Firestone Warehouse at Mayland Heights

When I was finished, the Crossfield job I was sent to another workplace to help a journeyman test a sprinkler system that had been installed in a cinderblock warehouse that had been built in the Mayland Industrial Park above Barlow Trail which was service by the CPR. It was a new warehouse with a recycled roof, which was taken off of a Scott National produce warehouse that had been located downtown. And the whole sprinkler system from that building was being recycled too. Originally the plan was to leave the sprinkler system branches with the roof sections, but when they lifted the first action off of the roof of the old warehouse it fell breaking all the sprinkler pipes. So all the branch lines were taken out of the roof sections and stored at Trotter and Morton’s yard for a couple years till the new warehouse was finished and the roof reinstalled. When we arrived at the new warehouse in the roof was in place, and all the branch lines were tied in to the sprinkler main, and our job was to do a hydrostatic test and fix any leaks, it sounded simple enough and we figured we would be done in a week. To do the test we had to pressurize the system to 225 pounds, city water pressure was about 60 pounds, well; we turned on the water from the city line. And I tell you, it looked like we had rainstorm inside the building there was 628 sprinkler heads and every one was leaking, plus many other fittings. Storing these branch lines in the yard for two years didn’t help the situation, sprinkler fittings are made cast-iron, and crack easily under the punishment they received left in the outdoors for that period of time.

The warehouse was empty, and it had a 1-ton truck with scaffolding mounted on its flatbed, so it was quite easy to drive around and change all a sprinkler heads, we did this and tried our test again. We got up to 80 pounds, and the leaks started showing at the fittings. So we drove the truck around and started changing out all of the fittings that were leaking, this took more time than the sprinkler heads, which you could do with a crescent wrench and Teflon tape to seal them. The branch lines, started out with 2 inch pipe, and went down to 1/2-inch if my memory serves me correct. So we would start from the smallest diameter and worked back to where the branch tied into the sprinkler main dozens of fittings we would change out and try our test again. 95 pounds pressure, and more leaks we had been on this job over 3 weeks now and had a long, long way to go. On some of the bigger pipe that was 5 inches in diameter we had to use a compound leverage wrench that was called the “Super Six” it was a 60 inch pipe wrench that had two hinges with holes near its head, and a chain vice that was wrapped around the fitting and had a pivot that the hole in the wrench head was attached to, this gave you a lot of extra leverage to tighten pipe in to these big fittings. The warehouse was being built for the Firestone Tire Company plant to store tires in, and that’s what they started to do. Our truck was taken away and tires were stored on the floor 10 feet high. This made the job, a real challenge we had to use a stepladder to get on top of the stacks of tires, and lay planks across them and use extension ladders to climb up to the leaks with our pipe wrenches and replace fittings. We persevered and got the pressure up to 180 pounds, then I was taken off the job and sent back to A.R. Wrights this was in June 1968. I was sent to work on a small steel business that was being built in Manchester District when this was done I was laid-off. That was always the problem in the construction trades its either feast or famine, I had learned a lot of useful skills that would help me out later in life, and had saved enough to tide me over for a while. It was July, and I figured it was time to have a holiday.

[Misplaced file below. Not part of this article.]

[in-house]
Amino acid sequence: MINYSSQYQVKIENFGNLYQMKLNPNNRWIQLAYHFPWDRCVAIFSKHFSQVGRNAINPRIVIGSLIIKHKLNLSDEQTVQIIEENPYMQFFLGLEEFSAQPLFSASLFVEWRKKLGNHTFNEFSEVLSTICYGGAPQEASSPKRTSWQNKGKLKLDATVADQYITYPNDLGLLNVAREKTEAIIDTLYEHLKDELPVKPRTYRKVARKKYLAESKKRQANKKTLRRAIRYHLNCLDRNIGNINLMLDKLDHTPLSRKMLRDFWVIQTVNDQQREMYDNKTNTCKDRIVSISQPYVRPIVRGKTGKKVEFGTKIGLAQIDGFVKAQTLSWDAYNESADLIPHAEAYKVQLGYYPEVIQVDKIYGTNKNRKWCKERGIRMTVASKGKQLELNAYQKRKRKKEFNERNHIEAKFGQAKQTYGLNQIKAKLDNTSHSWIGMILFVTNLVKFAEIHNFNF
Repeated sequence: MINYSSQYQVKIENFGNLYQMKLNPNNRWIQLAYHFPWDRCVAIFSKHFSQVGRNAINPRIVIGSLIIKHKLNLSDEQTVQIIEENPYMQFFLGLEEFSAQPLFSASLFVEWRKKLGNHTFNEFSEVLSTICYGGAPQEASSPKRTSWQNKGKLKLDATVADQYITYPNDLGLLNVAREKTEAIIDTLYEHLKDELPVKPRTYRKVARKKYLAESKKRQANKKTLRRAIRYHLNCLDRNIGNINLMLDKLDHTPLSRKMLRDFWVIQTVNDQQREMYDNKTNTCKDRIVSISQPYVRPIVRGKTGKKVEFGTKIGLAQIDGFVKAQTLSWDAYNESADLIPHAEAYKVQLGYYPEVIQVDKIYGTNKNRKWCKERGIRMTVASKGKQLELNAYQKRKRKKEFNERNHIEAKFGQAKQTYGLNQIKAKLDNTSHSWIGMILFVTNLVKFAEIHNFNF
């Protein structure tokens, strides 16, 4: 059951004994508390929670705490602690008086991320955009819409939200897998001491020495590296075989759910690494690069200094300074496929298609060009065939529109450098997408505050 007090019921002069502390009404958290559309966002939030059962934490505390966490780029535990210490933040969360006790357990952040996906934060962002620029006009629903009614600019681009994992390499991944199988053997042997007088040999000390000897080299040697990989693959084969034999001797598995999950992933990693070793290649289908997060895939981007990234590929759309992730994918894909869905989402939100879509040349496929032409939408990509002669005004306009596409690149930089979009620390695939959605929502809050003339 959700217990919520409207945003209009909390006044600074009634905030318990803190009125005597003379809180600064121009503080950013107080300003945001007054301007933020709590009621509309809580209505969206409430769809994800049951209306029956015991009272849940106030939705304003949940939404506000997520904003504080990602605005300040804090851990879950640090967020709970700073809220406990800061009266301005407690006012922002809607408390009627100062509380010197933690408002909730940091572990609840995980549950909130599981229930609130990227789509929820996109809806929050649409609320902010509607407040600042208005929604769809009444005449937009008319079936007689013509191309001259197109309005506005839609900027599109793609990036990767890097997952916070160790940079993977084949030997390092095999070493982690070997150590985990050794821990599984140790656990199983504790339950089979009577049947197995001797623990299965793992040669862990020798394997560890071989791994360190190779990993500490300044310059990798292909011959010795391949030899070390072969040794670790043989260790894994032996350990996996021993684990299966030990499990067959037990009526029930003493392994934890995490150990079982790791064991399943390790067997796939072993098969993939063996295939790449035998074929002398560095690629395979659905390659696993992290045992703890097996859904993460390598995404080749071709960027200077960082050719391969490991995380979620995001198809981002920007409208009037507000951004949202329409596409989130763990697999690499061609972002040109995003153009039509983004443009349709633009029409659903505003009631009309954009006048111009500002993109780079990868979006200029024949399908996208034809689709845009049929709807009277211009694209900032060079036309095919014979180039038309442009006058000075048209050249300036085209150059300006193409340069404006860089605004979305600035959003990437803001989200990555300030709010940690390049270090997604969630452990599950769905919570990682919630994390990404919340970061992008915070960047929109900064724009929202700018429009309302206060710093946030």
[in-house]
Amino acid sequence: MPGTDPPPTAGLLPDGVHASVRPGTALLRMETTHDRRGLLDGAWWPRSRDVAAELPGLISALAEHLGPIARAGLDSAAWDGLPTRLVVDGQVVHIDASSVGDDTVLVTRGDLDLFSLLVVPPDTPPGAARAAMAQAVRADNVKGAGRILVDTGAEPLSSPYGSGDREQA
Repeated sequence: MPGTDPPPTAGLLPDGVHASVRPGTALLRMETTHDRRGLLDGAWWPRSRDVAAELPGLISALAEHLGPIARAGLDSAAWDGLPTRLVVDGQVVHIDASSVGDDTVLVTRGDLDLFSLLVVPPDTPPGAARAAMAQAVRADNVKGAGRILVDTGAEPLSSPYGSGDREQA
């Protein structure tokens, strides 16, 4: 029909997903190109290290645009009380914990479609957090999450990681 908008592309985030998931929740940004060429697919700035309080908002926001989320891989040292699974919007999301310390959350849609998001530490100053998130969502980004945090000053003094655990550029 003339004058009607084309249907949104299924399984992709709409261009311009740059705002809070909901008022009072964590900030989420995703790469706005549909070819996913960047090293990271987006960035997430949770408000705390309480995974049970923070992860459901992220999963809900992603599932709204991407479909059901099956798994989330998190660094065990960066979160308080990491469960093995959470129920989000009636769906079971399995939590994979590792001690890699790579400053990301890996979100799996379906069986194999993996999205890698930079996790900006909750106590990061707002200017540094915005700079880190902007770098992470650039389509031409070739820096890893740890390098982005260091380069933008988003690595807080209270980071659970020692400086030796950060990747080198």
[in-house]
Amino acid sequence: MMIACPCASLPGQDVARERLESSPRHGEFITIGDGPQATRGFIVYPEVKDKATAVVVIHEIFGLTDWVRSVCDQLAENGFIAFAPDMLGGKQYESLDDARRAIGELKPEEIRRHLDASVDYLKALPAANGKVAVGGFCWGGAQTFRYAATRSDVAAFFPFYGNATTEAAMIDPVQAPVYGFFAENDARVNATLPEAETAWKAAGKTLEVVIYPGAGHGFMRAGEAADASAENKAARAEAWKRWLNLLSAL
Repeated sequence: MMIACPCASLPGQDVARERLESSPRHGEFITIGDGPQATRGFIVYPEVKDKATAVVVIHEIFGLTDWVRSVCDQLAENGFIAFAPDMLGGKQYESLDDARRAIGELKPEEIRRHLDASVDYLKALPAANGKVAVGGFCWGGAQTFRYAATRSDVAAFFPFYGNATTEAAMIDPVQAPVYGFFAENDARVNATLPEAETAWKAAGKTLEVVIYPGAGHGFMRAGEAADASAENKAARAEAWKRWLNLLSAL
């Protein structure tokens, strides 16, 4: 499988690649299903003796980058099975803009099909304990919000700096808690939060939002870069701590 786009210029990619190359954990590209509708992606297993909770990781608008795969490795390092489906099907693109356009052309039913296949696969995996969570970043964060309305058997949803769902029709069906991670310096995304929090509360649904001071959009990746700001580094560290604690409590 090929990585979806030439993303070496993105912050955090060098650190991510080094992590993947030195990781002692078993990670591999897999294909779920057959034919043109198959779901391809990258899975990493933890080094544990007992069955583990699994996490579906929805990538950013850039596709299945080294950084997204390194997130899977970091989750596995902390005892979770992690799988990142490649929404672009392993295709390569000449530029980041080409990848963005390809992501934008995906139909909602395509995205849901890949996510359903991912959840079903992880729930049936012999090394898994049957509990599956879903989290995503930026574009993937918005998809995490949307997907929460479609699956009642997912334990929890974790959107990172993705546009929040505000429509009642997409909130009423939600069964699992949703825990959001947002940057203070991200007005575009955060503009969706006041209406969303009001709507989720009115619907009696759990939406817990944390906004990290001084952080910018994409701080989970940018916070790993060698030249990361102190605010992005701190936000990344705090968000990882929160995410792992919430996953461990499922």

Rigid Super Six Compound Leverage Pipe Wrench

(1) Comment   


Plumbing Fittings on 22 April, 2010 at 8:51 am #

PEX plumbing installations require fewer fittings than rigid piping. The flexible tubing can turn 90 degree corners without the need for elbow fittings, and PEX tubing unrolled from spools can be installed in long runs without the need for coupling fittings.

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